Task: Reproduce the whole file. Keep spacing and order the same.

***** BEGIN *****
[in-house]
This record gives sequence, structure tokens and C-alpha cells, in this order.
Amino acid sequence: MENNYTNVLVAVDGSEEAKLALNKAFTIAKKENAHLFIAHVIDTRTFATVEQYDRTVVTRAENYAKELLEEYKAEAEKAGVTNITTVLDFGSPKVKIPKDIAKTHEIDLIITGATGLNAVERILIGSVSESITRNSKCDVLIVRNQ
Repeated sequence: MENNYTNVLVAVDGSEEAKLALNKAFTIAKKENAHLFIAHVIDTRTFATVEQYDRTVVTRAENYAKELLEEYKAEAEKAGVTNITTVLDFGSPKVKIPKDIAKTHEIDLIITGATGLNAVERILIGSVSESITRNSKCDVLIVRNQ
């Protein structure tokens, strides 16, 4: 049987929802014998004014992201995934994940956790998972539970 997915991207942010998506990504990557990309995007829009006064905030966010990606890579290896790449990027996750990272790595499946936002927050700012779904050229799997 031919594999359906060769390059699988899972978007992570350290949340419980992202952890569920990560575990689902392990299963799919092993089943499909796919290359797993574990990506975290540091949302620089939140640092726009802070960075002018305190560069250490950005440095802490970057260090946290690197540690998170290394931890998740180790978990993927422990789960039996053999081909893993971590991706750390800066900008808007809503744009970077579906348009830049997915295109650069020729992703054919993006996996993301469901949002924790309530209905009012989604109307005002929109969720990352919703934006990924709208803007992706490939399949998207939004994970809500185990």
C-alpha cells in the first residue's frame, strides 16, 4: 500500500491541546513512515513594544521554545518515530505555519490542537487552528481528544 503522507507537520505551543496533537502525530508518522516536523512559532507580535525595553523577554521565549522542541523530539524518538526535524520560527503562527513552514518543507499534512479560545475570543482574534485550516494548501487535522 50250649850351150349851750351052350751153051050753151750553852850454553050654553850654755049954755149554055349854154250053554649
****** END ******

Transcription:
[in-house]
This record gives sequence, structure tokens and C-alpha cells, in this order.
Amino acid sequence: MENNYTNVLVAVDGSEEAKLALNKAFTIAKKENAHLFIAHVIDTRTFATVEQYDRTVVTRAENYAKELLEEYKAEAEKAGVTNITTVLDFGSPKVKIPKDIAKTHEIDLIITGATGLNAVERILIGSVSESITRNSKCDVLIVRNQ
Repeated sequence: MENNYTNVLVAVDGSEEAKLALNKAFTIAKKENAHLFIAHVIDTRTFATVEQYDRTVVTRAENYAKELLEEYKAEAEKAGVTNITTVLDFGSPKVKIPKDIAKTHEIDLIITGATGLNAVERILIGSVSESITRNSKCDVLIVRNQ
């Protein structure tokens, strides 16, 4: 049987929802014998004014992201995934994940956790998972539970 997915991207942010998506990504990557990309995007829009006064905030966010990606890579290896790449990027996750990272790595499946936002927050700012779904050229799997 031919594999359906060769390059699988899972978007992570350290949340419980992202952890569920990560575990689902392990299963799919092993089943499909796919290359797993574990990506975290540091949302620089939140640092726009802070960075002018305190560069250490950005440095802490970057260090946290690197540690998170290394931890998740180790978990993927422990789960039996053999081909893993971590991706750390800066900008808007809503744009970077579906348009830049997915295109650069020729992703054919993006996996993301469901949002924790309530209905009012989604109307005002929109969720990352919703934006990924709208803007992706490939399949998207939004994970809500185990």
C-alpha cells in the first residue's frame, strides 16, 4: 500500500491541546513512515513594544521554545518515530505555519490542537487552528481528544 503522507507537520505551543496533537502525530508518522516536523512559532507580535525595553523577554521565549522542541523530539524518538526535524520560527503562527513552514518543507499534512479560545475570543482574534485550516494548501487535522 50250649850351150349851750351052350751153051050753151750553852850454553050654553850654755049954755149554055349854154250053554649